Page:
Rupee snaps 3-day gains as euro slips

Rupee snaps 3-day gains as euro slips

Mumbai: The rupee on Monday snapped a three-day winning streak as the dollar’s gains versus major units overseas weighed, but hopes for capital inflows stayed firm with the launch of the country’s largest-ever share sale.

The partially convertible rupee closed at 44.36/37 per dollar, 0.6% below 44.10/11 at close on Friday, when the rupee rose as high as 43.95, its highest since 29 August 2008. The rupee traded in a band of 44.1800-44.4150 during the day.

“I was anticipating today’s move. Euro also started reversal from $1.4100 and stocks also seem to be heading lower. After the mega flows, there should be some reversal," said Hari Chandramgathan, a foreign exchange dealer with Federal Bank.

The US dollar bounced from a 10-month low against a basket of currencies on Monday, as investors uncertain about the extent of monetary easing by the US Federal Reserve trimmed bearish bets against the greenback.

The index of the dollar against six majors was down 0.4% when the rupee market closed.

“We think room for further appreciation of the INR is limited, as short USD positions are showing signs of being overstretched and the RBI is likely to join other Asian central banks in trying to limit currency appreciation," analysts at Barclays Capital wrote in a daily note.

On Friday, the Reserve Bank of India (RBI) governor Duvvuri Subbarao said the central bank will intervene in the forex market if inflows turn lumpy.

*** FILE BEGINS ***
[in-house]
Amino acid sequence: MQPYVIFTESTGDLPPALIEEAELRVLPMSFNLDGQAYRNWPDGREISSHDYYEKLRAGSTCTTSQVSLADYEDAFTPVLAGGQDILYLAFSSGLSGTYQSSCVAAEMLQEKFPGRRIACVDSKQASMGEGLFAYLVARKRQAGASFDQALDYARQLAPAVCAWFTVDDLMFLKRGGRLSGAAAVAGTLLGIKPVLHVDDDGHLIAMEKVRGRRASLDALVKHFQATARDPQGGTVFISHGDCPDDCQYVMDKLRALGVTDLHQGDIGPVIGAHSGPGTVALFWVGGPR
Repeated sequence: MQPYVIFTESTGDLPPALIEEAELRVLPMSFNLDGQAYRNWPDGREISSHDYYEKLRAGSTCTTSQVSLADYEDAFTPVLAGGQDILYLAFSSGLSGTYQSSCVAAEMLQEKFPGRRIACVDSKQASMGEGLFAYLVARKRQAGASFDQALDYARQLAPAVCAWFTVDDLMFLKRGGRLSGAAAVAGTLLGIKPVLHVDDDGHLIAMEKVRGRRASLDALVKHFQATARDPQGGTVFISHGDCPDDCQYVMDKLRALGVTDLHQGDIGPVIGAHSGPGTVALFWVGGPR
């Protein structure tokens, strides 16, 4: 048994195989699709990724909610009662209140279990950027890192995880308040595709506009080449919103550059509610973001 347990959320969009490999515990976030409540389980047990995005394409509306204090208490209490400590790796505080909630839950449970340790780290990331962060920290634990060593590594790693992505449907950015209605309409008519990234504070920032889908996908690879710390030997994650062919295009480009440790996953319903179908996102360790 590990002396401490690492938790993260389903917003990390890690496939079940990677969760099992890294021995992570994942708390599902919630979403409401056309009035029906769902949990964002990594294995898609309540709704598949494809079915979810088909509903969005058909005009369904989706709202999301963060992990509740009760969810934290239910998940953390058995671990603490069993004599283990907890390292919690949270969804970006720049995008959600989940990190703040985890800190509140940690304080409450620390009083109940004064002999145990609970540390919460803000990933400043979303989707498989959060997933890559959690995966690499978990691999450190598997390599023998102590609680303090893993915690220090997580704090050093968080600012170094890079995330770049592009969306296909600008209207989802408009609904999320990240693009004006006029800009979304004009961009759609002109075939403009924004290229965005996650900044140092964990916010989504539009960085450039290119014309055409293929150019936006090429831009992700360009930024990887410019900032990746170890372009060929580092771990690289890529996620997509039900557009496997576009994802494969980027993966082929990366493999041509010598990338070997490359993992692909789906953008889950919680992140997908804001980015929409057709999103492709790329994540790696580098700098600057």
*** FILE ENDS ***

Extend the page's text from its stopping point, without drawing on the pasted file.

Traders said they will continue to closely watch the central bank this week, which bought dollars on Thursday in a move they believe was the first intervention this year.

“It is highly likely that the Coal India IPO will be highly oversubscribed and we could see some FII repatriation once the IPO allocation is finalized," analysts at Barclays Capital said.

“We look for USD/INR to move in a range of 43.90 to 44.50 for the week with an upside bias. In the medium term, we think the rising current account deficit and weaker fundamentals are likely to result in INR underperforming against other Asian currencies".

The world’s largest coal miner Coal India’s $3.5 billion initial public offering is currently underway and is expected to see a flood of foreign capital inflows.

“Globally, USD was stronger today, so a bit of that’s rubbed off on INR," said Ananth Narayan G., head of fixed income, currencies and commodities, South Asia at Standard Chartered Bank in Mumbai.

Early losses in local shares also hurt the rupee. Shares reversed early losses and eked out a 0.2% gain on Monday, as robust foreign fund interest and strong September quarter earnings overshadowed the pressure from the launch of country’s biggest-ever initial share offer.

For the year to date, the rupee is up 4.9% on record $23.3 billion foreign fund inflows into shares.

“We are looking generally for Asian currencies to appreciate against the dollar about 5-6% per year for next five years," said David W. Carbon, managing director of economic and currency research at DBS.

He said DBS expects the rupee to be at 42 to the dollar by mid-2011.

One-month offshore non-deliverable forward contracts were quoted at 44.73, weaker than the onshore spot rate.

In the currency futures market, the most traded near-month dollar-rupee contracts on the National Stock Exchange, MCX-SX and United Stock Exchange closed at 44.4675, 44.4625 and 44.4625 respectively, with the total traded volume on the three exchanges at about an average $7.4 billion.